One of the lessons that’s hard for me to learn when traveling is to pace myself. As one loyal blog reader pointed out, I may have set a record for museum visits, and yet all I can think about is the museums I didn’t have time for.
Bergen has some museums that are highly recommended in the guidebooks. I’m happy to say, however, that I haven’t visited a single one.
- The weather has been so beautiful that I just wanted to be outdoors as much as possible.
- Bergen is such a delightful city to walk around, I didn’t feel the need or desire to enter a museum.
- As I near the end of my three‐week adventure, I realized I need some downtime, and I was happy to get that by sitting on park benches and just watching the living museum that is Bergen happen before my eyes.
I started the day yesterday with a walk. My original intention was to ride the Fløibanen, the funicular that goes up to the top of the mountain called Fløyen, first thing, but the morning fog (when I went out, I couldn’t even see the top of Fløyen) made me reconsider, so I wandered around the city for an hour until the fog started to lift. When I finally went up there, at 9:00, fog was still hovering, mostly over the water, but it was breaking up quickly. The view was impressive and added to my appreciation of what a charming city this is.
The name of the mountain, I read somewhere, may derive from the word for weather vane or weather cock. That’s probably not true, but I like it, so I included it in my blog title.
The Fløibanen was opened in 1918. There’s an excellent viewing area that was built in 2002. When I got up there, maybe a dozen people were enjoying the view. I went for a short hike to a nearby lake, and when I got back to the viewing area 45 minutes later, there were probably well over 100 people. The fog hadn’t lifted entirely, as is evident from the photo, but it didn’t fail to impress me or anyone else.
I couldn’t wait for the fog to lift entirely, because at 11:00 I was catching a bus to Troldhaugen, the house where Edvard Grieg lived and worked. The bus ride was about 25 minutes and included a bit of a guided tour through downtown Bergen on the way.
Grieg was born in Bergen, studied in Germany and lived in Copenhagen for a while, but ultimately returned here and built the house at Troldhaugen, which means “troll hill.” It’s a small and simple but lovely house on a hill overlooking a lake. The story goes that the farmer who sold Grieg and his wife, Nina, the land told then that the little valley was called the troll valley, so Nina pointed to the hill and said, “Then that must be the troll hill.” The visit included a tour of the house, most of which is still furnished exactly as it was when Edvard and Nina lived there. There’s also a small museum nearby (okay, so I exaggerated — I did go in to this one museum for about ten minutes), and the grave of Edvard and Nina are there as well, in a cave on the side of a cliff overlooking the lake. There’s also a tiny hut at the side of the lake where Grieg worked. And they have built a small concert space, with seating for maybe a few hundred people, where we were treated to a short concert of Grieg’s music by a Norwegian pianist named Joachim Kwetzinsky. He concluded with Wedding Day at Troldhaugen, one of Grieg’s most popular small piano pieces, written after a big party held there to celebrate his and Nina’s anniversary.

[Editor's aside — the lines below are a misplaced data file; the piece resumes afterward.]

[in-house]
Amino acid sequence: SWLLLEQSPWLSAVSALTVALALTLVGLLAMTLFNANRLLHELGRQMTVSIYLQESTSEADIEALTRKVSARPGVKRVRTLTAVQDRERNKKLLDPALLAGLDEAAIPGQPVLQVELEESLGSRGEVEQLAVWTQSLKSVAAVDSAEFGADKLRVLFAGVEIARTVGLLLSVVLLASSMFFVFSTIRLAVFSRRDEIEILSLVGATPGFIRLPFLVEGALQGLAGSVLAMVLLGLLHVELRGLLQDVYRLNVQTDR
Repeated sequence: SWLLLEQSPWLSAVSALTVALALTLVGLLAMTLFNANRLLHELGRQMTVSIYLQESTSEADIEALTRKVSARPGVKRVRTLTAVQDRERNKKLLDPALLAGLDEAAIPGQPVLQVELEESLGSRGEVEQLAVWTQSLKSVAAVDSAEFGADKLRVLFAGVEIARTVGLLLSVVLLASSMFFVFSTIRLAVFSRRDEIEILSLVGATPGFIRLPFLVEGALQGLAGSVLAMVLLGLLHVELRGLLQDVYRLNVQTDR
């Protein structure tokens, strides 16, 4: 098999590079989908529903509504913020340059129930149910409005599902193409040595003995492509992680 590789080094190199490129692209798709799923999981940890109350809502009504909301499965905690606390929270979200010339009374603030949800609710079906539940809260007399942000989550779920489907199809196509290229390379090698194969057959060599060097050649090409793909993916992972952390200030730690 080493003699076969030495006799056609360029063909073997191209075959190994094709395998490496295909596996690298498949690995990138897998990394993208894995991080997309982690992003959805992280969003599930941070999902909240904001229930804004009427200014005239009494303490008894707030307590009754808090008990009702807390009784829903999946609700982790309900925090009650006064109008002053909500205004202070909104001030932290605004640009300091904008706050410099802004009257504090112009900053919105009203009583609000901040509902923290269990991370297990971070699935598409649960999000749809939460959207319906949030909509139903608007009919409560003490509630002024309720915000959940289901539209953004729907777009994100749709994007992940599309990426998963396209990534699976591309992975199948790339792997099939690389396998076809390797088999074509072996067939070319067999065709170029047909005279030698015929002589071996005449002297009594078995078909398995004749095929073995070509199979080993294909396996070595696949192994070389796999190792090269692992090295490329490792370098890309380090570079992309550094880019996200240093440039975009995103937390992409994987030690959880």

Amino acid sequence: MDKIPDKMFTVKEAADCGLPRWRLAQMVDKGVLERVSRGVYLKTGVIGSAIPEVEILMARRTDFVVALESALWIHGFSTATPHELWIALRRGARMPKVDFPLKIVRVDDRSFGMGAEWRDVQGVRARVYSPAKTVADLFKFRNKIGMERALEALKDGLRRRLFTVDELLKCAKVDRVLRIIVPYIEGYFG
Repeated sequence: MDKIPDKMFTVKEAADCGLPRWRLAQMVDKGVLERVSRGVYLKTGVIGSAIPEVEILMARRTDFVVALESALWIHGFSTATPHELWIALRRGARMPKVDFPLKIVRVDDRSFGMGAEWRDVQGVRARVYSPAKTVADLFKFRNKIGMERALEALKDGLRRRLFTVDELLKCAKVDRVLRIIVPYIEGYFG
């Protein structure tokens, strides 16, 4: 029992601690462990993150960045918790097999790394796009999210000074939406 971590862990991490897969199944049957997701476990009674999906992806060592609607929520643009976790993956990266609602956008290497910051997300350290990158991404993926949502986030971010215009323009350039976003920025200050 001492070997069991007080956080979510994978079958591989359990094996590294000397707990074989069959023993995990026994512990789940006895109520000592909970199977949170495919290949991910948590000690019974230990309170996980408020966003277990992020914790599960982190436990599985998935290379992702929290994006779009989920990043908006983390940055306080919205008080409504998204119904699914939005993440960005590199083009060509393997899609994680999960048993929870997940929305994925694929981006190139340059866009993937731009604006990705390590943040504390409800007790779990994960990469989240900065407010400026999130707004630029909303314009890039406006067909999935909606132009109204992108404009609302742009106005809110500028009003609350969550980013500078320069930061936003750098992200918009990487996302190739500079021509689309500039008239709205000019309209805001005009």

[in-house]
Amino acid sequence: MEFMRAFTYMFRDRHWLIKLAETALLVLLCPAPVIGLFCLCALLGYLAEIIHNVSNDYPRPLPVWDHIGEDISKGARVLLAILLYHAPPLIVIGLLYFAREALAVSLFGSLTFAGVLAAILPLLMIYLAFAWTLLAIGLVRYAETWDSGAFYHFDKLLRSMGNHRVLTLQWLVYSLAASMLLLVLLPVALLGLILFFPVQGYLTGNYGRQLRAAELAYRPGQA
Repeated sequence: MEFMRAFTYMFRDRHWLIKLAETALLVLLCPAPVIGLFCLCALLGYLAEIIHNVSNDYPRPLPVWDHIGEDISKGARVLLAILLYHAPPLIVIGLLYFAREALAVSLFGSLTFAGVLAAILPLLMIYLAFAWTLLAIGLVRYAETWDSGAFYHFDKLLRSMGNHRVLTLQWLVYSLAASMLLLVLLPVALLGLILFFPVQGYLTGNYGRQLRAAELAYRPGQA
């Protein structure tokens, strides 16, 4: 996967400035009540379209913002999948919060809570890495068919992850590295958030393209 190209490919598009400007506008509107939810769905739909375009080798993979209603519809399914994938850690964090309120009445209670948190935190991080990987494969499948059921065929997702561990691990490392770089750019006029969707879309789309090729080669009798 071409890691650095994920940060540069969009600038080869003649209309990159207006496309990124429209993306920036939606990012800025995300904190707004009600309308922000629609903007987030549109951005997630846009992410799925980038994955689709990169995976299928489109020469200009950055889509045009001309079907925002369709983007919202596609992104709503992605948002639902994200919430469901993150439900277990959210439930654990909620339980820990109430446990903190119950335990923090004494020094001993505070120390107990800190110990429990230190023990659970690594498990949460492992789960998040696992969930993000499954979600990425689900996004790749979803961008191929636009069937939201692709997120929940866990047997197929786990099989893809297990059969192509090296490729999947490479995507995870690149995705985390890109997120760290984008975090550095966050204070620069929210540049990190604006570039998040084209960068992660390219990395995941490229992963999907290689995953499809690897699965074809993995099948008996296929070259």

Mike and Sue, the couple from Balestrand (actually they’re from Salt Lake City) were on the tour as well. Afterwards we went to the fish market for a late lunch before we went our separate ways. I did a lot more walking for the rest of the afternoon and then got some groceries and ate at home before collapsing.
This morning I have a few hours to wander about some more before I have to pack up and head to the airport. My flight to Trondheim isn’t until 15:45, but I need to be out of the apartment by noon, so I figure I’ll go to the airport early and get lunch there.
I guess I have time to visit a museum or two before I leave Bergen, but will I?
See you in Trondheim!